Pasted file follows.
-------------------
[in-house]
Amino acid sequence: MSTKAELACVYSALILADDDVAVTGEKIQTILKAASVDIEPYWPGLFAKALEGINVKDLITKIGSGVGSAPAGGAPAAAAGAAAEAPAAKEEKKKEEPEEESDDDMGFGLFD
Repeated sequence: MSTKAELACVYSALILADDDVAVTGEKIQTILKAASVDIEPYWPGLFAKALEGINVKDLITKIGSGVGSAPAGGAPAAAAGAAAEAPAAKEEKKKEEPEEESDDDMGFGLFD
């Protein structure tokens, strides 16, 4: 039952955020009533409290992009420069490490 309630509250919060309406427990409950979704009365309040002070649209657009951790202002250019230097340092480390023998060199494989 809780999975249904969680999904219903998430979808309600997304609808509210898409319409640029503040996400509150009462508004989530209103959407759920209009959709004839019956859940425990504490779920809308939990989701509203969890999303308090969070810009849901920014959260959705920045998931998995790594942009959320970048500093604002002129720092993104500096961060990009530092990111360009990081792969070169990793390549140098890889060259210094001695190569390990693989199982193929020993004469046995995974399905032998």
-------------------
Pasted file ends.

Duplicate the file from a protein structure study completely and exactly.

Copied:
[in-house]
Amino acid sequence: MSTKAELACVYSALILADDDVAVTGEKIQTILKAASVDIEPYWPGLFAKALEGINVKDLITKIGSGVGSAPAGGAPAAAAGAAAEAPAAKEEKKKEEPEEESDDDMGFGLFD
Repeated sequence: MSTKAELACVYSALILADDDVAVTGEKIQTILKAASVDIEPYWPGLFAKALEGINVKDLITKIGSGVGSAPAGGAPAAAAGAAAEAPAAKEEKKKEEPEEESDDDMGFGLFD
């Protein structure tokens, strides 16, 4: 039952955020009533409290992009420069490490 309630509250919060309406427990409950979704009365309040002070649209657009951790202002250019230097340092480390023998060199494989 809780999975249904969680999904219903998430979808309600997304609808509210898409319409640029503040996400509150009462508004989530209103959407759920209009959709004839019956859940425990504490779920809308939990989701509203969890999303308090969070810009849901920014959260959705920045998931998995790594942009959320970048500093604002002129720092993104500096961060990009530092990111360009990081792969070169990793390549140098890889060259210094001695190569390990693989199982193929020993004469046995995974399905032998």